Why instruct a barrister?
Barristers and solicitors
Since the mid-sixteenth century, the legal profession in England
and Wales has been divided into two branches: barristers and
solicitors. Both are lawyers but the training and regulatory
structures differ significantly.
For centuries, barristers held a monopoly on the right to appear
in higher courts. Though that monopoly no longer exists, the Bar
remains a yardstick for high quality advocacy and independent legal
advice. Barristers are highly trained courtroom advocates, dealing
with the vast majority of serious and high profile court cases.
Barristers' relationships with solicitors
The Bar of England and Wales is also the legal referral
profession, to which solicitors turn for legal advice in
particularly complex or serious cases. Members of the public
requiring legal advice or representation, including those accused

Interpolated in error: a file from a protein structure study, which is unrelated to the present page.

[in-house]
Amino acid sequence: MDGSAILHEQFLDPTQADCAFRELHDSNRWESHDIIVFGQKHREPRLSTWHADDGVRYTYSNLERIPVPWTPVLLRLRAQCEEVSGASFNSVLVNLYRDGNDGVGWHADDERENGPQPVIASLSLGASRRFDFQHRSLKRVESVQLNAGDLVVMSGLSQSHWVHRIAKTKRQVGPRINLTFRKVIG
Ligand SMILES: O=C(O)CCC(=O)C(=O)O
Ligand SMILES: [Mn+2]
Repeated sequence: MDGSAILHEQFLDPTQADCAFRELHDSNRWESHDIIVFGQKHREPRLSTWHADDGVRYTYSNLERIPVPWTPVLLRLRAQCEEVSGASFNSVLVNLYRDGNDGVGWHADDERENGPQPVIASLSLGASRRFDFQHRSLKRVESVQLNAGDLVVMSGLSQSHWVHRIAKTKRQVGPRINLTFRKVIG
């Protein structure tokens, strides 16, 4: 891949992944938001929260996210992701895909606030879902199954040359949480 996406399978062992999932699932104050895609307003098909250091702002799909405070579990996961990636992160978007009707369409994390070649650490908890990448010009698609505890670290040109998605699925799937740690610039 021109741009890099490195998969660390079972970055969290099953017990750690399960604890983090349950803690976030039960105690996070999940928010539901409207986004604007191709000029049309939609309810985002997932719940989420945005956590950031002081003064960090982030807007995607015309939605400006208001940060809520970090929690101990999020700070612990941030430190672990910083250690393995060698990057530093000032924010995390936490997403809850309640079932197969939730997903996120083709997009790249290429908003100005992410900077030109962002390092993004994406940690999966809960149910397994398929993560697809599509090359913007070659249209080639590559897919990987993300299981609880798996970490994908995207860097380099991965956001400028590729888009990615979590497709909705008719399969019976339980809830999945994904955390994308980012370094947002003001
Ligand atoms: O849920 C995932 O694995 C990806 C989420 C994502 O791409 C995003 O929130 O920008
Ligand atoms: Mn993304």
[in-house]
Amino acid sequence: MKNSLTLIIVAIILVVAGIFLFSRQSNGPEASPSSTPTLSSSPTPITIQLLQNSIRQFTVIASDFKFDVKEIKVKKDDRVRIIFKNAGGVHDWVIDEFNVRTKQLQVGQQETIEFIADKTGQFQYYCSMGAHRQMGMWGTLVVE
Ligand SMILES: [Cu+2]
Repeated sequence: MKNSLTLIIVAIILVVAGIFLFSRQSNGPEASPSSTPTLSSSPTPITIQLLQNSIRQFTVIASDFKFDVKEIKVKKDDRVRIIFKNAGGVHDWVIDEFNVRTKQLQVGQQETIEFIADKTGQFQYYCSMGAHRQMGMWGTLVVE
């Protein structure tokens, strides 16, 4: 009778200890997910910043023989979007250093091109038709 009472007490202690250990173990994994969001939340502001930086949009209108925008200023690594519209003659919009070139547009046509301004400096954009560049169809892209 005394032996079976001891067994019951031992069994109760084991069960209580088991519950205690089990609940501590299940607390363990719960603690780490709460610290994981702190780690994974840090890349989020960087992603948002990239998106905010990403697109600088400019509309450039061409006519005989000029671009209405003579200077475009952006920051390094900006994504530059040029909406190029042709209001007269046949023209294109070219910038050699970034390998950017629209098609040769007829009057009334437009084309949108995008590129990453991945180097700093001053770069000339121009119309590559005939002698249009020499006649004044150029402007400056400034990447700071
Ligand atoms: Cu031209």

of criminal offences in the Crown Court, have a right to choose who
should represent them in court and they will commonly choose to be
represented by a barrister with all the court room experience and
expertise that they bring.
How a barrister can assist
The Bar of England and Wales is a unique profession of
specialist advocates and advisers. The Bar's experience means
that it is very well placed to provide solutions to any legal
problem, and is very good value for money.
Instructing a barrister at an early stage can help resolve
a problem quickly and efficiently -often without going anywhere
near the door of a court. But if the dispute continues
barristers have the advocacy skills to represent their client's
best interests, whether in court or a tribunal, or at an
arbitration or mediation. Recent rule changes to the way in
which barristers work mean that the Bar is more accessible